My wife was incontinent for her last several years and it was quite a battle. In my experience there was no option for changing the patient's behavior or desires, so all I could do was try and limit the impacts. First I got a rubber mattress cover for both the box spring and mattress. Then covered this with a fitted sheet to muffle the rustling. Then added rubberized pads under her for leaks. I also went to the hardware store and bought a very cheap hunk of carpet to put down on top of our bedroom carpet from the bed to the toilet. As this got too badly soiled I could just toss it away and get a new piece to replace it. I also used disposable thin pads we got from hospice (about 24" 24") all around the toilet and did the same with them. I taped the edges down to make for less chance of catching a toe or later wheelchair wheel. I also bought cartons of non-medical grade disposable gloves (I used U-Line), which finally saved my skin from all the scrubbing -- especially in the dry air of wintertime here. I also loved 3-M's product Avagard D (instant hand antiseptic with moisturizers). Very gentle and effective. We 'found' it because it was all over the place at Mayo and the nurses all swore by it. We ordered it through the drugstore at Mayo in Rochester over the phone.
I did find when I went up a size larger than the package suggested in the diapers she was using she was less likely to fuss with them.
Sorry for your travails with this. It is a tough one to deal with.
Peace and courage
Hi @hopeful33250 I noticed your question on nightmares vs. night terrors. YEP! In my experience they are two very different things.
Nightmares are what I call simply bad or scary dreams. Night terrors are something far more gut wrenching for me. I, too, am plagued by night terrors and they are nightmares times some unfortunate factor!
For me they involve being paralyzed, unable to move even a single muscle, eyelid, finger, etc. while a terrible, grotesque apparition straddles my chest screaming that if I do not move it will kill me. usually dripping blood, etc. down on me. They are seemingly unending, but when I do finally will myself to move, I wake bathed in sweat, heart pounding, often screaming, and with uncontrollable shakes. I have to get up and get myself into a totally different environment or they return when I lay back down. Usually I go for a walk, make a meal, or call some unfortunate friend at whatever hour it happens to be! I first experienced them in college and they continue to this day.
Hello @jkenser Nice to e-meet you here. I am Scott and while I have not had brain surgery nor am I a medical professional, I was the fulltime caregiver for my wife for 14 years while she battled her brain cancer. I will second the comment by @colleenyoung that six weeks is a very short time. I realize each case, cancer, and surgery are unique. However, in my wife's case she never felt exactly as she did prior to surgery. She finally felt 'at her best' after about 18 months. In addition to her PT and OT my wife found comfort in nature and meditation. In contemplation she found what peace and acceptance she could in her condition.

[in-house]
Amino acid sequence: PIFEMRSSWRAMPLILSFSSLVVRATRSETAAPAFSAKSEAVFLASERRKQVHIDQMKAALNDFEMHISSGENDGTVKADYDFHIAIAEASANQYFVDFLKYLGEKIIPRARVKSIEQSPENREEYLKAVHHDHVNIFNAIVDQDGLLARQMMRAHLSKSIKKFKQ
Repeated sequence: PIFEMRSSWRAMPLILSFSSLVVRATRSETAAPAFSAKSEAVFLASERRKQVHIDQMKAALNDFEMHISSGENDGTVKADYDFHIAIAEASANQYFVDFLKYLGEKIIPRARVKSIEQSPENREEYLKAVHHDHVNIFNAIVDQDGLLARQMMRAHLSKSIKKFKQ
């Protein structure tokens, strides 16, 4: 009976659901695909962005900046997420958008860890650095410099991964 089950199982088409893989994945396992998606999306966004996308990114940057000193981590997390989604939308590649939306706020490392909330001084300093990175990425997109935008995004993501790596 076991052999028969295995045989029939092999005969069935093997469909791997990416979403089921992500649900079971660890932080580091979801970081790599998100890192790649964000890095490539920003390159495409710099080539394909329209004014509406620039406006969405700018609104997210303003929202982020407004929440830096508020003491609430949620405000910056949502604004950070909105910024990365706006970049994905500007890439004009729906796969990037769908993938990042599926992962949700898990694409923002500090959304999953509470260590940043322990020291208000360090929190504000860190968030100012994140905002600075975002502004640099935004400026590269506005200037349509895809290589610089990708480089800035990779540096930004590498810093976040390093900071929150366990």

Strength and peace,
Good day, @dfelix I am Scott and it is nice to e-meet you here. I am sorry for the travails your sister is undergoing. I send peace, strength, and courage. My wife fought GBM for 14 years. After her diagnosis her tumor remained slow growing, then it suddenly accelerated. Due to the location and other considerations the only intervention she chose was an early resection. Even when her tumor got more aggressive at Stage IV she chose home hospice as her option. She defied the doctors' best guesses of 6 months or less and won her war for 14 months. Unfortunately I have no advice on newer technologies, but I am sure they are legion! I know Dr. Daniel Lachance at Mayo Rochester has been involved in some truly phenomenal research on DNA fighting approaches to brain cancer.
I was her 24/7 caregiver during her war so if you have any caregiving questions feel free to ask.
Hello @curlysunflowers Nice to e-meet you here and welcome to Connect!
I thank you for your kind words! I got a nice chuckle and nodded my head when I read your addition! Yes, yes, YES!
All too often, since caregiving can be so incredibly isolating, we need someone to, nonjudgmentally, simply know what we are going through!
I admire your dedication and your obvious hard work in you caregiving role!
Know I send you peace, strength, and courage every day!